The Natural Order of things and Beingness
n my upstairs bedroom I have a large south facing window that looks unto a majestic honey locust tree. She looms over my balcony with delicate quivering leaves. In the summer, a deep sap green, in the fall, golden yellow. As of now her leaves have begun their departure as the post fall winds will leave her bare.
I want to be more like her, anchored and organized in her rhythm of time. But, I am not like her. I am messy, and more than I care to admit, ungrounded and often an enemy of time.
Over the years I have come to realize that this beingness of mine is where the primary thrust of my creativity comes from.Even at eight and nine years old I remember ferociously scribbling on paper in what resembled abstracted tangled knots in the shape of ovals. I then set myself the task of filling in the gaps with multi colored ink pens. Searching out the order in my chaos.
We all have dominant ways of being in this world. And in being human, crave to know the “other”. It’s the magnetic force of opposites attracting in relationship.
I have witnessed that search for the “other” in my teaching practice. I somehow give permission for the mess, as participants search to expand their boundaries of known expression.
Recently I have come across three styles of being that makes sense in not only the context of relationship but in the way we can describe the order of creating, especially in the context viewing the organizational sense of a painting or composition.
In a book entitled “Wired For Love”, psychologist Stan Catkin describes three poignant visual metaphors for distinctive ways of being in the world.
Anchors. Islands. Waves.
Three nouns that not only provide us access into a deeper understanding of feeling, but also three symbols that work in the visual narration of describing the principals of design.
In a painting we look for an anchor that might hold our attention in space. A wave moves our eye along so we are not stuck on one aspect in a composition, moving our direction and flow, and islands create the content, the main event.
It’s a generalization but in the sphere of human interaction; anchors search out ways to loosen their grip and move into bolder expression - islands explore different terrain i.e… materials and content to work, waves work to hone in their emotion and focus.
I am a messy, emotional wave. I search out anchors to bring me back to intention and islands so I might have something to crash into.
In an ideal world it’s like my honey locust tree, longing to sway with grace when change comes, yet remain fully present and grounded while recognizing the importance of our form and content and as a gift to the world. A steady pace with the natural order of things, our environments and each other.
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My friend Jens has no filter when speaking his brilliant mind. It’s a quality I admire, especially when discussing creative edges that push our limits and call out for personal growth.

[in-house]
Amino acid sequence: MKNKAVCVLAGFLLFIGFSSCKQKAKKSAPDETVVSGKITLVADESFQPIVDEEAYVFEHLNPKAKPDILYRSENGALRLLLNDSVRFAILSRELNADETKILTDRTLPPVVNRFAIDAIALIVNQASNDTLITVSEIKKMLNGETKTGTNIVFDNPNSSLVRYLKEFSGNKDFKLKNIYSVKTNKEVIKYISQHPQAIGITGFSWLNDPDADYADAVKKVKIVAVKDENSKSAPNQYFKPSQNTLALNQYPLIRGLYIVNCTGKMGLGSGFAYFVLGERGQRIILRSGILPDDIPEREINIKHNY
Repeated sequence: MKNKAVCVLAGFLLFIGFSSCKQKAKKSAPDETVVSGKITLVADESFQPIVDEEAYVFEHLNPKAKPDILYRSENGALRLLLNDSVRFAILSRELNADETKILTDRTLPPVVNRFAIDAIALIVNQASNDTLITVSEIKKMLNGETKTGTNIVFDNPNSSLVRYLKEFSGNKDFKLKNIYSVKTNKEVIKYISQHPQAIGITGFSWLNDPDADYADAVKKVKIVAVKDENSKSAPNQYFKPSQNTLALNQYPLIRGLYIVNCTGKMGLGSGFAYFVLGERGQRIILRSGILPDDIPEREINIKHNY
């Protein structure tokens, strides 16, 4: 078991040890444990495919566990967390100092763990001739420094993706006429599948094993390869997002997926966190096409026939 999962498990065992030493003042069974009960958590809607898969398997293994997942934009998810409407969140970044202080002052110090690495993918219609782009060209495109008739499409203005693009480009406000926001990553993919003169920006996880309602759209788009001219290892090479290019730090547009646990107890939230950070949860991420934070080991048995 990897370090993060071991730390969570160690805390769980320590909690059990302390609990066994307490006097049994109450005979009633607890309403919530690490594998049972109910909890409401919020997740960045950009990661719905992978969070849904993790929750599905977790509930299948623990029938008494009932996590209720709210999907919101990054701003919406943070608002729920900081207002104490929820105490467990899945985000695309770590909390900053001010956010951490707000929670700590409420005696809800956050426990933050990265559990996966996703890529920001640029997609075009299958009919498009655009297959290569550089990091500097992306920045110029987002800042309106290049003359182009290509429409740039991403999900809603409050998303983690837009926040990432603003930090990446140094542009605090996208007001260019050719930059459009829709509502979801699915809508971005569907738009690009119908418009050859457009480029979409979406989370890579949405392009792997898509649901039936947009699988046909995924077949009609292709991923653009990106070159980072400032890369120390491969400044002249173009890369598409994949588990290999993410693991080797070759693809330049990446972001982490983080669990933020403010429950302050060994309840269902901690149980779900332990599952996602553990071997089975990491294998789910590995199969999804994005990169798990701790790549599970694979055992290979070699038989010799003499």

Recently Jens and I were in my Santa Fe studio.
Large disheveled under-paintings I had just begun were leaning against the wall. Over worked paper pieces were scattered on the floor- in progress or abandoned? (it could go either way). They felt vulnerable, raw and not too sure of themselves.
Jens was animated as he discussed his latest project of turning mud into functionality and grace. He had just bulldozed and excavated a cave on land he recently purchased on the outer borders of New Mexico into Arizona. He was making livable space. Art.
I talked of mind clutter and the impatience /anxiety of feeling discomfort in visible vulnerability hovering around me. I mumbled something about re -creating what I had done in my last series. Exploring the tension points between the visible and unseen. Smokey clouded layers covering the ambivalence of life.
Jens leaned in close, “so are you now making fake paintings? “
I knew what he meant. I was at that edge believing painting existed in a realm that could be birthed like a machine.
I quickly responded “almost, but not yet.”
That was the truth -take the plunge of investigating the heart's longing in the now, or be an imitated version of myself set on automatic go.
Zombie Formalism is what comes to mind. A term coined by artist and art critic Walter Robinson in 2014. My definition: production of abstract painting that is devoid of passion and more concerned with how it is made. Image, shape, color, singing together in a doable composition that is pleasing to the eye.
Sometimes when hitting that uncomfortable edge, it’s tempting to go there. Production.
The how to, neglecting the deep inner crevices inside ourselves that ask of us the why?
It takes time and care to birth a project. When we are not tending to the delicate
needs creativity requires of us bridging mind to heart, a radical distrust can set in.
For me- I usually need some space to become a bit untethered from daily left brain life.
I guess my growing pains are asking of me to raise my frequency of light form the inside out. I still crave to paint just that.
And when I am still enough to wait out the unlpleasantries of my mind I sometimes glimpse the realization that my vulnerabilities are my courage moved from the outside in, waiting to swallow beauty whole.